Attorneys representing California inmates are urging state and federal officials to advance about 1 of every 10 prisoners to the front of the line for coronavirus vaccinations, saying it would help ease the burden on hospitals while helping control outbreaks inside state lockups.
They're asking Gov. Gavin Newsom and U.S. District Judge Jon Tigar to order the swift vaccinations of every inmate who hasn't already been infected, starting with those who are most vulnerable.
More than 4,400 of the state's 95,000 inmates currently have active infections, including 1 of every 3 at a Central Coast men’s prison and 1 of every 10 at the state’s largest women’s facility where an advocacy group says officials bungled their response.
And that's not the worst of it, said Steve Fama, an attorney with the nonprofit Prison Law Office that represents inmates in the largest class-action settlement over prison medical conditions.
There have been about a dozen bigger outbreaks in the last month, accounting for about a third of the 167 inmate coronavirus deaths, he said. Corrections officials said active cases peaked Dec. 20 at 10,721 systemwide.
"As much of a disaster as it was the first nine months of the pandemic, the last 30 days have far exceeded in terms of the statewide number of cases,” he said.
In that, prisons are tracking the rest of California, which has seen cases skyrocket in recent weeks, stretching hospitals and intensive care units to the breaking point.
Counties already are reporting vaccine shortages that some advocacy groups fear will worsen as the state allows shots for residents age 65 and up.
Corrections officials began vaccinating inmates before Christmas in skilled nursing facility-level housing units at the Central California Women’s Facility in Chowchilla and the state’s two medical facilities for men in Vacaville and Stockton, all in the Central Valley.
Of the 2,945 who qualified, only about 10% refused the shots, officials said.
Officials this week started vaccinating employees at all 35 state prisons under the first tier approved for the shots, with nearly 19,000 employees or about 30% getting shots so far. More than 2,600 employees are actively infected statewide and 16 have died — five of them since Christmas.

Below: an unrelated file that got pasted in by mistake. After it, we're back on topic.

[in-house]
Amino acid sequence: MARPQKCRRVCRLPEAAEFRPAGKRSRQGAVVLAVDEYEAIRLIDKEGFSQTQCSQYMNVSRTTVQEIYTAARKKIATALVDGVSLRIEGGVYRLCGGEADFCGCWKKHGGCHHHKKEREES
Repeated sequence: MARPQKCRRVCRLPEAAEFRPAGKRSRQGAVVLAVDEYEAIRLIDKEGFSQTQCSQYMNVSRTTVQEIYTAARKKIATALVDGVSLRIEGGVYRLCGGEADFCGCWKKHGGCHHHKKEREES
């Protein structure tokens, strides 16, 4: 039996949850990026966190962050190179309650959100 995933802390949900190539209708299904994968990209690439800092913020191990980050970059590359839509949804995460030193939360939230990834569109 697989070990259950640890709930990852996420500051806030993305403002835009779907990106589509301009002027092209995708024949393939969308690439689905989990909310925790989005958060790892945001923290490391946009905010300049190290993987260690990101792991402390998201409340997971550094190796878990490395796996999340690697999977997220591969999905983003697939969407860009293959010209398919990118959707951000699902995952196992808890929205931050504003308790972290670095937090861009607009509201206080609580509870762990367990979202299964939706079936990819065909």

But other inmates don't yet qualify under state guidelines, so attorneys want public health officials and Newsom — if necessary spurred by a federal court order — to inoculate every inmate who hasn't already had the virus.
That's about 42,000 inmates, a number that could take four weeks to vaccinate, J. Clarke Kelso, the federal court-appointed receiver who controls the prison medical system, said Thursday.
Inmates' attorneys want to start by rapidly vaccinating about 9,000 inmates who have underlying medical conditions and haven't previously been infected. That would require less than half of 1% of the nearly 2.5 million vaccine doses shipped to California so far.
Kelso said about 5,200 of those inmates could be vaccinated in about a week's time and are already next in line whenever the state agrees, though he said state officials remain concerned about the prison system “skipping ahead” of others. He said about 2,000 inmates age 65 and up are being vaccinated this week under the state's new rules.
The attorneys have been urging federal and state judges and the governor since March to free more inmates to create space to isolate the sick and protect those who are vulnerable. Newsom allowed the earlier release of thousands of inmates but has since balked at more mass releases, and judges have so far been reluctant to order more.
“A lot of that problem can be addressed in another way, by vaccinating people,” Fama said. "Then the need for additional space is reduced ... because the number of people who potentially need to be quarantined is less.”
Newsom's administration said in a court filing Wednesday that broad inmate inoculations will being “as soon as possible” and as early as next week.
Doing so, argued Fama, would “reduce the pressure on the hospitals that these people are sent to, which are the community hospitals — the same ones that everyone goes to and are currently overtaxed.”
The advocacy group California Coalition for Women Prisoners alleged that prison officials failed to prepare for the outbreak at the state's largest women's prison, with women quarantined for the virus lacking cleaning supplies or consistent access to medical care and prescriptions. At one point a quarter of the population was infected, but that has eased since it peaked Jan. 3.
“Initially, there may have been delays in medication administration, but this was immediately addressed,” said Kelso spokeswoman Liz Gransee, and the state increased deliveries of cleaning and disinfecting supplies to all prisons since the pandemic began.
The advocacy group said some women have been cited for disciplinary violations if they asked to be allowed to take showers or make phone calls to family members, though corrections department spokeswoman Terri Hardy categorically denied the group's report that some women "were hogtied and placed in cages as punishment.”